Friendly, informative and oftentimes outright hilarious, A Beginner's Guide to Being Mental is a mental health guide for everyone
I’m on page two of Natasha Devon’s new book A Beginner’s Guide to Being Mental: An A-Z from Anxiety to Zero F--cks Given when I start to wonder how she knows me. We’ve only met in person once, we’ve spoken on the phone exactly once, and we’ve been involved in a handful of work-related email conversations on mental health. She can’t know me. And yet, there I am on page two, wondering how she got inside my head.
Deciding to address how binge-watching Black Mirror may have influenced me later, I realise that Natasha hasn’t hacked into my mind and had a look around, but rather determine that A Beginner’s Guide is incredibly relatable, honest and refreshing discussion on the mental health that we all have.
The book is formatted in a handy A-Z format, which means it’s one that you can dip in and out of, chapter by chapter, but one you probably won’t put down long enough to do that. Natasha somehow manages to feel like a friend sharing something she’s learned with you - her tone isn’t condescending, she doesn’t judge what you know or may not know - she’s not only helpful, but charming and relatable.
In ‘A is for Anxiety’, Natasha introduces the reader to Nigel - the name she has given to the “lump that lives in my throat”. She explains how giving a name and personality to her anxiety helped make it easier for her not to build ‘him’ up in her mind as something with total control over her mood and actions. Natasha explains the difference between anxiety (the emotion) and anxiety (the illness) in a scientific and factual, yet personal way. The chapter details common forms of anxiety disorder and, just as importantly as explaining what they are, underlines what they are not.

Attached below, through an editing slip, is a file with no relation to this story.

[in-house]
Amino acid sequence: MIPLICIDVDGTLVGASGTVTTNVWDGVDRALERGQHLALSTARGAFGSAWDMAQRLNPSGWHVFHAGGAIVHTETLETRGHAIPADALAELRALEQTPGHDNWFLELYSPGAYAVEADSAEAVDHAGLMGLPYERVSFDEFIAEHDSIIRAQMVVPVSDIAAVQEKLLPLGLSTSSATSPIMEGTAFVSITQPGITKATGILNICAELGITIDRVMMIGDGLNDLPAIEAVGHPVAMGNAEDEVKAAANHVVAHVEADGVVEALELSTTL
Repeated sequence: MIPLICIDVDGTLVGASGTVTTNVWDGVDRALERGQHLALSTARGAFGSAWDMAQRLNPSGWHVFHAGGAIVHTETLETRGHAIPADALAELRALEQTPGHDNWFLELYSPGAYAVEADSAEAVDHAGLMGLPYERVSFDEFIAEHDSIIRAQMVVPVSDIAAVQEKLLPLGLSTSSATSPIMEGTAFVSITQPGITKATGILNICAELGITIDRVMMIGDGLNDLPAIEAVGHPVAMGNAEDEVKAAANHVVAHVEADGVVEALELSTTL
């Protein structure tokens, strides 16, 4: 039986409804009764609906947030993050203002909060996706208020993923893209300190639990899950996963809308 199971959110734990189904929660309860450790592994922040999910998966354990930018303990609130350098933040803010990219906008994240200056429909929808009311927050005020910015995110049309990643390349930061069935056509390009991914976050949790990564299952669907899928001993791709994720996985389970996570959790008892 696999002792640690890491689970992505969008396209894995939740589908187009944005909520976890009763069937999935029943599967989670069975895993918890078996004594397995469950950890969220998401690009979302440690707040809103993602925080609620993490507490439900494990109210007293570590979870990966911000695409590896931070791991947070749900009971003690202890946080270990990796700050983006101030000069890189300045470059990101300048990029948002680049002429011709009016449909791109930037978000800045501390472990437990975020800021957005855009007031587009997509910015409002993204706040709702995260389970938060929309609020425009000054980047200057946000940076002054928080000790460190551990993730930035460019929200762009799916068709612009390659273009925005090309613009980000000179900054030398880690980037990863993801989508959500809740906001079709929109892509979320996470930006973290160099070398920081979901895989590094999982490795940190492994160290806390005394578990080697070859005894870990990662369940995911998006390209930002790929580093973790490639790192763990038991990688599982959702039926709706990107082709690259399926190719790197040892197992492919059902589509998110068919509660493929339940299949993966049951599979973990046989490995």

In ‘B is for Brain’, Natasha adeptly describes complicated neurological functions in a way that’s easy to understand but not dumbed-down. Her explanation of confirmation bias is fascinating, factual and not at all typical fluff you sometimes find in self-help books.
‘H is for Happiness’ is another fantastic chapter, as Natasha proposes that happiness is not what we most commonly attribute it to being - brief, fleeting moments of euphoria - and instead as an “absence rather than a presence of feeling”.
‘T is for Therapy’ discusses the ins and outs of counselling, types of therapy approaches, NHS and private therapy, wait times, session prices and length, and more. (Full disclosure: the chapter features a quote from me, from my aforementioned phone conversation with Natasha).
My favourite chapter is the final chapter: 'Z is for Zero F--ks Given (or the art of having high self-esteem)’. Natasha asked five people with high self esteem to share the secret behind their confidence, giving the reader a fascinating look into the sometimes surprising reasons behind it. Spoiler alert: They weren’t just born with it. Natasha also shares her own ‘lightbulb’ moment of self-esteem, which is honest and inspiring.
At the end of it all, I can’t help but return to the page two moment where I thought Natasha was in my brain. Natasha was examining how we, as English-speaking people, have limited words to describe phenomena we experience regularly yet don’t encounter on a day-to-day basis. A Beginner’s Guide to Being Mental: An A-Z from Anxiety to Zero F--ks Given has left me with one: Those things you’re sure that only you think and make you wonder why you are so weird and why can’t it be easy for you like everyone else? Well, guess what? You’re not alone. Natasha's there, too.
People familiar with mental health will love ...
Natasha’s relatable stories and coping mechanisms that work for her.
People who are unfamiliar with mental health will love ...
Learning more about their own mental health - something we all have!
Photo by Zulmaury Saavedra on Unsplash